Australian Small Businesses Call for More Government Support
- Government red tape is considered the biggest obstacle to creating a start-up in Australia, with over half (52 per cent) of SMBs agreeing
- Despite dissatisfaction with the current government, over four in ten SMB owners (43 per cent) have greater trust in the Liberal Party with the economy, while only one in nine trust Labor
- Access to finance is also a barrier for SMBs, agreed by over two fifths (42 per cent) of respondents
SYDNEY, Australia – 13 March, 2019 – Over two-thirds (71 per cent) of small business owners say the federal government is not doing enough to support them, in a new study by accounting software provider Reckon (ASX:RKN).
Government red tape is considered the biggest obstacle to creating a start-up in Australia, with over half (52 per cent) of SMBs agreeing.
The survey, which includes over 1,000 Australian SMB owners, reveals which policies would appeal to them in the run-up to the federal election. Small business tax concessions are the most in-demand, with over half (54 per cent) agreeing, followed by a reduction in tax process and compliance (41 per cent) and reduced electricity costs (32 per cent). Small business grants (29 per cent), infrastructure spending (23 per cent) and legislation to stop late contractor payments (20 per cent) are the fourth, fifth and sixth most important factors.
Despite dissatisfaction with the current government, over four in ten SMB owners (43 per cent) place greater trust in the Liberal Party with the economy, compared to only one in nine that favour Labor. Close to half (49 per cent) trust neither major party.
Although current sentiment is low, over two-fifths (43 per cent) say their business was more successful in 2018 than 2017, compared to a quarter (24 per cent) that saw less success. Sam Allert CEO of Reckon said, “Most SMBs have seen growth but remain frustrated by extensive compliance requirements. Regulation is important, but overly complex and time-consuming processes limit time for SMB owners to grow revenue.
While we have seen many businesses automate processes and reduce their admin burden, further change is still needed in this regard.” “SMBs are a powerful voting force, and parties are keen to win their support at the ballot box. Whichever party gets elected in the coming months, a focus on digitising and automating regulatory procedures will help make business activities easier.” he added.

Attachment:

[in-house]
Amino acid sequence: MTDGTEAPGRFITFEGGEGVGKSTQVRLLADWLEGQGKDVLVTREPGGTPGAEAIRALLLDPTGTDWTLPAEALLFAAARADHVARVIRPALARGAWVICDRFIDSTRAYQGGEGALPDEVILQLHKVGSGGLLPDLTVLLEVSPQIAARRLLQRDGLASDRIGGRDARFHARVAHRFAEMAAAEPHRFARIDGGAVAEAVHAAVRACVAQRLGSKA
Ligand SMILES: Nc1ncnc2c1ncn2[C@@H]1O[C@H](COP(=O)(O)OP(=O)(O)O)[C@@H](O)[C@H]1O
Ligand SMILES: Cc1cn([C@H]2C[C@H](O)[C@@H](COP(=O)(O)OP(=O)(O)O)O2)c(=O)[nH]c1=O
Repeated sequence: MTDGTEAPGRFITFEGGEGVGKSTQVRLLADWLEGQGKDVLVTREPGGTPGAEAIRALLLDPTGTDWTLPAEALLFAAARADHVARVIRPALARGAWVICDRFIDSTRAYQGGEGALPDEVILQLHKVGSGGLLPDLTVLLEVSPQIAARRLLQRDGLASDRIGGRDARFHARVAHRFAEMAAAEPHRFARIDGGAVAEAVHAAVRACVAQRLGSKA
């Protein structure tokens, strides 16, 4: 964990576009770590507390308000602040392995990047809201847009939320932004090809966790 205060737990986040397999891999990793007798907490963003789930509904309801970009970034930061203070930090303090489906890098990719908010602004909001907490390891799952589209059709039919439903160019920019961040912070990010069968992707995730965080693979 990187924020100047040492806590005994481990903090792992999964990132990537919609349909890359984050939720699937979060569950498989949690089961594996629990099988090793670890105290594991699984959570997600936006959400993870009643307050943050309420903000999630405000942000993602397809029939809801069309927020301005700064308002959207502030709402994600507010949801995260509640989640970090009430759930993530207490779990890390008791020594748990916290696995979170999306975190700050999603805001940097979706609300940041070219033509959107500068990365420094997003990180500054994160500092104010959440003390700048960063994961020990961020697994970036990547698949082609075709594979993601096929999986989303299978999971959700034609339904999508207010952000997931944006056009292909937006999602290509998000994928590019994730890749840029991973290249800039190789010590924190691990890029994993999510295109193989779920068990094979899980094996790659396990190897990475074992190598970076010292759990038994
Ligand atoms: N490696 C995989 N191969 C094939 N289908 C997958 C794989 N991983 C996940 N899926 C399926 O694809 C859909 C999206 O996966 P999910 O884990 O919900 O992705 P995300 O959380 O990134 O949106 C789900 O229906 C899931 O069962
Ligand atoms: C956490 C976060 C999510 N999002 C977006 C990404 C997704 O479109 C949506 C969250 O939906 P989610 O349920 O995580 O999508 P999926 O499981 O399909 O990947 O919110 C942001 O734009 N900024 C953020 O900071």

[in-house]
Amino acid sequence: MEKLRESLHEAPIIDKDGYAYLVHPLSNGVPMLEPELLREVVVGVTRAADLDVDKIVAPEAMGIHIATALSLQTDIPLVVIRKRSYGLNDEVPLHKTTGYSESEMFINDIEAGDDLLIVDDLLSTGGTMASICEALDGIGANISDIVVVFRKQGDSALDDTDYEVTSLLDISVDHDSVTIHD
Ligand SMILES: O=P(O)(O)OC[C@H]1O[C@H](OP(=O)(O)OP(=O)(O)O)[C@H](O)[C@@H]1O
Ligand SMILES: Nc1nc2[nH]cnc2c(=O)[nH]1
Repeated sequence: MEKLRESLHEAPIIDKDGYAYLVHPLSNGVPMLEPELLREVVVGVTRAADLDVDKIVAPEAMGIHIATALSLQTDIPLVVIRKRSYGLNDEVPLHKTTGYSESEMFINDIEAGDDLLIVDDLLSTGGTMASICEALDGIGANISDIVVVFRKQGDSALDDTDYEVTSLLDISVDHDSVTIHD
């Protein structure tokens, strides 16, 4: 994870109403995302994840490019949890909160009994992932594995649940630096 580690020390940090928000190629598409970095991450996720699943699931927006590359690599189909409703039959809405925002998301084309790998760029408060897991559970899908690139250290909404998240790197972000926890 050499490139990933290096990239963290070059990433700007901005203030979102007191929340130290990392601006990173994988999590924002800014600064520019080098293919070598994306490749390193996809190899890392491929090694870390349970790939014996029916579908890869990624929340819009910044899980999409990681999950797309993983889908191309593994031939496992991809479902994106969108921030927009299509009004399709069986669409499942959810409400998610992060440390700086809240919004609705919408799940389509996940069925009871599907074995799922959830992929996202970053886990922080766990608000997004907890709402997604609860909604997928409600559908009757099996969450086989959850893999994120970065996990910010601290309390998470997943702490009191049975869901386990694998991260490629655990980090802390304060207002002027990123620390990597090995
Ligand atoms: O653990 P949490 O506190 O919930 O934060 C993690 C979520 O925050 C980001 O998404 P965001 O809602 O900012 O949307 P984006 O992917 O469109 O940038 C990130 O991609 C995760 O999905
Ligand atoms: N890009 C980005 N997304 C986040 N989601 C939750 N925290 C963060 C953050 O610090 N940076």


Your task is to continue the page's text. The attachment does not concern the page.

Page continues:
Barriers to raising finance
Over two fifths (42 per cent) agree that access to finance is a barrier to doing business, and 63 per cent of those who took out a loan last year say the process is becoming more difficult. 68 per cent of respondents that sourced loans last year did so from traditional banks, while just 18 per cent used an online non-bank lender.
This comes as The Banking Royal Commission has seen banks tighten their lending checks. In 2019, only 56 per cent plan to source their loans from large banks. 37 per cent of SMB owners say the current fall in house prices could create a barrier to securing loans, while a further 33 per cent are undecided on how this may affect them. Over two-thirds (43 per cent) say the government is not doing enough to address the strain of tighter mortgage assessments imposed by banks.
Interestingly, personal credit cards are a more popular option for raising finance than non-bank lenders for the year ahead, with 14 per cent of respondents planning to use this method.
Allert continued, “Financial uncertainty has made securing loans increasingly difficult and led to prolonged approval times. Alternative lenders provide fast and reliable loans that can help rapidly fill unforeseen gaps in cashflow or quickly get a deal over the line. Government policies that help small businesses to raise finance would be welcomed in 2019.”
Cashless payments booming
The study also reveals how digital payments continue to overtake cash. 43 per cent of respondents say their receipt of cashless payments increased in 2018, and 47 per cent expect them to increase further in 2019.
Six in ten businesses say over 90 per cent of their payments are now cashless. Digital payment provider fees are the biggest barrier to accepting cashless payments for small businesses, with almost half (46 per cent) agreeing.
Only a fifth say customer preferences for cash are a barrier to cashless payments, and just one tenth see the technology investment as a barrier.
Allert added: “Customers are increasingly moving from cash to more convenient digital payments. ATO stats show that only one in five Australians now prefer cash payments, meaning businesses that reject this trend could miss out on sales. Digital payment devices can now be used through a smartphone and point of sales systems can be set up easily. With the barriers to accepting digital payments being so low, it makes sense for businesses to accept them.”